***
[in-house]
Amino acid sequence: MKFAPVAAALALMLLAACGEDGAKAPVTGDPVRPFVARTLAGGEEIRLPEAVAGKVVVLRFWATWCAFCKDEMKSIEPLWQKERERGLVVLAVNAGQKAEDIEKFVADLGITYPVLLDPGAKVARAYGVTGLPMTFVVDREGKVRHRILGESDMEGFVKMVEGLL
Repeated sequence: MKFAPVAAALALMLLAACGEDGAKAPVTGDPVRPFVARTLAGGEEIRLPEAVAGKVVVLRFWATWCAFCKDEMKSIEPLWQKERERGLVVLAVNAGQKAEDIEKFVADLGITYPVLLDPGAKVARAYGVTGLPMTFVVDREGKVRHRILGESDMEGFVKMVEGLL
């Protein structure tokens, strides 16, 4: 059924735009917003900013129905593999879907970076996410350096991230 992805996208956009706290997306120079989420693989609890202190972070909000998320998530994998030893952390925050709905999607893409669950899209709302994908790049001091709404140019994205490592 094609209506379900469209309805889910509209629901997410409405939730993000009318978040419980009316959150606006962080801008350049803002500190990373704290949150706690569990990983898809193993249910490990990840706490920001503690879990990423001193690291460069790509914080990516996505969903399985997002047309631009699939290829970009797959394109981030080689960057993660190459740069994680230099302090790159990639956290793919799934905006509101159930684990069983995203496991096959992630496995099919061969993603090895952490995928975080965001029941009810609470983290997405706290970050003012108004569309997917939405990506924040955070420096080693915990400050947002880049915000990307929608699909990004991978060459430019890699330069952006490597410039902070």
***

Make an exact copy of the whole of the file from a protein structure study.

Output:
[in-house]
Amino acid sequence: MKFAPVAAALALMLLAACGEDGAKAPVTGDPVRPFVARTLAGGEEIRLPEAVAGKVVVLRFWATWCAFCKDEMKSIEPLWQKERERGLVVLAVNAGQKAEDIEKFVADLGITYPVLLDPGAKVARAYGVTGLPMTFVVDREGKVRHRILGESDMEGFVKMVEGLL
Repeated sequence: MKFAPVAAALALMLLAACGEDGAKAPVTGDPVRPFVARTLAGGEEIRLPEAVAGKVVVLRFWATWCAFCKDEMKSIEPLWQKERERGLVVLAVNAGQKAEDIEKFVADLGITYPVLLDPGAKVARAYGVTGLPMTFVVDREGKVRHRILGESDMEGFVKMVEGLL
């Protein structure tokens, strides 16, 4: 059924735009917003900013129905593999879907970076996410350096991230 992805996208956009706290997306120079989420693989609890202190972070909000998320998530994998030893952390925050709905999607893409669950899209709302994908790049001091709404140019994205490592 094609209506379900469209309805889910509209629901997410409405939730993000009318978040419980009316959150606006962080801008350049803002500190990373704290949150706690569990990983898809193993249910490990990840706490920001503690879990990423001193690291460069790509914080990516996505969903399985997002047309631009699939290829970009797959394109981030080689960057993660190459740069994680230099302090790159990639956290793919799934905006509101159930684990069983995203496991096959992630496995099919061969993603090895952490995928975080965001029941009810609470983290997405706290970050003012108004569309997917939405990506924040955070420096080693915990400050947002880049915000990307929608699909990004991978060459430019890699330069952006490597410039902070």